Likewise, one of my own incarcerated students did a qualitative study of “remorse” in prison and found that the people he interviewed “are often preoccupied with the notion that they are fundamentally flawed, that at the core of their humanity is an animal—perhaps, there is nothing.” College instructors who teach in prisons run into this kind of self-indictment pretty quickly.
At the end of his treatise, Bentham writes, “What would you say, if by the gradual adoption and diversified application of this single principle, you should see a new scene of things spread itself over the face of civilized society?” A mere cursory inspection of the surveillance state in which we all live—not just in prisons, schools, offices, and other buildings, but even when walking down a city street—would reveal that the spread is, in fact, complete.
Quis custodiet ipsos custodes?
Discipline and Punish: The Birth of the Prison, by Michel Foucault. Random House, 1975.
I was introduced to Foucault’s critiques of control in graduate school and couldn’t make heads or tails out of them. However, in the words of Ralph Waldo Emerson, “God screens us evermore from premature ideas. Our eyes are holden that we cannot see things that stare us in the face, until the hour arrives when the mind is ripened; then we behold them, and the time when we saw them not is like a dream.”
My “hour” came ten years ago, and, even though Foucault was writing about the French penal system, devoid of the racist nature of the American one, his book made clear, immediate sense, and elucidated my own dark inklings about the thoughtless brutalities I had sensed from my experiences. “The penality of detention,” Foucault writes,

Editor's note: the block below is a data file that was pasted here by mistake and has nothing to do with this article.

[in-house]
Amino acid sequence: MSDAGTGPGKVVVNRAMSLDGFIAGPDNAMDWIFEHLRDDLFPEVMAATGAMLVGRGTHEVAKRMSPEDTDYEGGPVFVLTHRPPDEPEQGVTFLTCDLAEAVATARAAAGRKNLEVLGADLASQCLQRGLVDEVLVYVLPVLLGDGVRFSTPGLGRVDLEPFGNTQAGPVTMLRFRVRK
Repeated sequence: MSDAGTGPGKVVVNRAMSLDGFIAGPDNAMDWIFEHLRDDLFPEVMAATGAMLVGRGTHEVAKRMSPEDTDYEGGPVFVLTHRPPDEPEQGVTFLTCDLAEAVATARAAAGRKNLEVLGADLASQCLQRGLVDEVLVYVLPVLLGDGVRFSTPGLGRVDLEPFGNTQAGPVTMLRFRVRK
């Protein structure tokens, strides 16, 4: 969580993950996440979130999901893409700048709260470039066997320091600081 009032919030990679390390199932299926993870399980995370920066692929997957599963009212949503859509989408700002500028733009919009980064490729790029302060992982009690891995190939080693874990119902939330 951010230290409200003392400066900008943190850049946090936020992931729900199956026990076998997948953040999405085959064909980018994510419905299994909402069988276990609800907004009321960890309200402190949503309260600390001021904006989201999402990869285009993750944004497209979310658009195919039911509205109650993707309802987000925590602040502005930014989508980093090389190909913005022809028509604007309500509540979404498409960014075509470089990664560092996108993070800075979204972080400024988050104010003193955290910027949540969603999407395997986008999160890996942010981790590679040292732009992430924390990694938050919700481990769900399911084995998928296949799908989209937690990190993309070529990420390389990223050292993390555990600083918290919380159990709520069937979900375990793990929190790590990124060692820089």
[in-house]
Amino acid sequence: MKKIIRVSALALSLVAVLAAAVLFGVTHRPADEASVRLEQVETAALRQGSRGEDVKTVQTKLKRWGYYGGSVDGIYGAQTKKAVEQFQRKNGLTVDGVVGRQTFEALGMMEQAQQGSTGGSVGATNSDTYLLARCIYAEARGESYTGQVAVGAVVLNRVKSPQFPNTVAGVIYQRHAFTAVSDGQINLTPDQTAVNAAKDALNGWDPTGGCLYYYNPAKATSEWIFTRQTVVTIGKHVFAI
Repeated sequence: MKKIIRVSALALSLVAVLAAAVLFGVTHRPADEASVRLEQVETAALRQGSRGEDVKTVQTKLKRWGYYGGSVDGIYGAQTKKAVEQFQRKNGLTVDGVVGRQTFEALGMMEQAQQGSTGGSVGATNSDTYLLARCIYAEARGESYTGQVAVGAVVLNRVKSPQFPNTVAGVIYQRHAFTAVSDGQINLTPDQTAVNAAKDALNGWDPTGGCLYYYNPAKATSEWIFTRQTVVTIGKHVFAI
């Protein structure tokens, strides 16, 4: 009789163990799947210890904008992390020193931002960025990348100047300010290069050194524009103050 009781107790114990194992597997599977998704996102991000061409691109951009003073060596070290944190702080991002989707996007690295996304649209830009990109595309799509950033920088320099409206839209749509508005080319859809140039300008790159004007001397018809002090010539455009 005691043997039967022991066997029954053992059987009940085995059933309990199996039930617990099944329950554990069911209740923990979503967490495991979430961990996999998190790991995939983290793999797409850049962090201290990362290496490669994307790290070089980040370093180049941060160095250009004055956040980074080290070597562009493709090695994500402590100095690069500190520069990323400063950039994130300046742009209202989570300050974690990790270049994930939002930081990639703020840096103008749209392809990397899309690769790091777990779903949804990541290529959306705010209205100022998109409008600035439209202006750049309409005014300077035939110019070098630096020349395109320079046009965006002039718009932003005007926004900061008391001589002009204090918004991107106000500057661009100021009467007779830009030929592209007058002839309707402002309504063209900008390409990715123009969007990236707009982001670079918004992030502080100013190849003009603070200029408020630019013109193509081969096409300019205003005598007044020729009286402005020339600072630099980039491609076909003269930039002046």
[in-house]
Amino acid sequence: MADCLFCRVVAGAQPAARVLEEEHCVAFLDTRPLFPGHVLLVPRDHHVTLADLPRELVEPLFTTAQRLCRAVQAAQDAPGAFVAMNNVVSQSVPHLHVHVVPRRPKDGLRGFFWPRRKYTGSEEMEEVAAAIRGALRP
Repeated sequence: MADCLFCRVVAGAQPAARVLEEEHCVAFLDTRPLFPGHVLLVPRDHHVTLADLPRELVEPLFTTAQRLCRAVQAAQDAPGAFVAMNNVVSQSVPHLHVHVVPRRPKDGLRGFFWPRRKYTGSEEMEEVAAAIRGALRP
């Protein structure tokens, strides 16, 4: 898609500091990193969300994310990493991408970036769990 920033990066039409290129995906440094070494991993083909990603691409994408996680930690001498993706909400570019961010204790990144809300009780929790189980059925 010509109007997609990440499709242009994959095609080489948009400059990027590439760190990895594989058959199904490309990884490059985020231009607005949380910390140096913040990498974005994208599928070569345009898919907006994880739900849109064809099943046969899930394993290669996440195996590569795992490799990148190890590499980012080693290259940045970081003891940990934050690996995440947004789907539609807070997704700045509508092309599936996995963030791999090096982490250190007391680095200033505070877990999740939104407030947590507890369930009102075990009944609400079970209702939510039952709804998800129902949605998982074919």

seems to fabricate—hence no doubt its longevity—an enclosed, separated and useful illegality. The circuit of delinquency would seem to be the sub-product of a prison which, while punishing, does not succeed in correcting, it is rather the direct effect of a penality which, in order to control illegal practices, seems to invest certain of them in a mechanism of ‘punishment-reproduction,’ of which imprisonment is one of the main parts.
Exiting a prison into American society—a society so aptly formulated by Bentham, and so aptly described by the other authors on this list—doesn’t cause the prison to be left behind; it simply expands the walls.
Once you’ve seen the face of this beast, there is no unseeing, and the time when you saw it not is like a dream.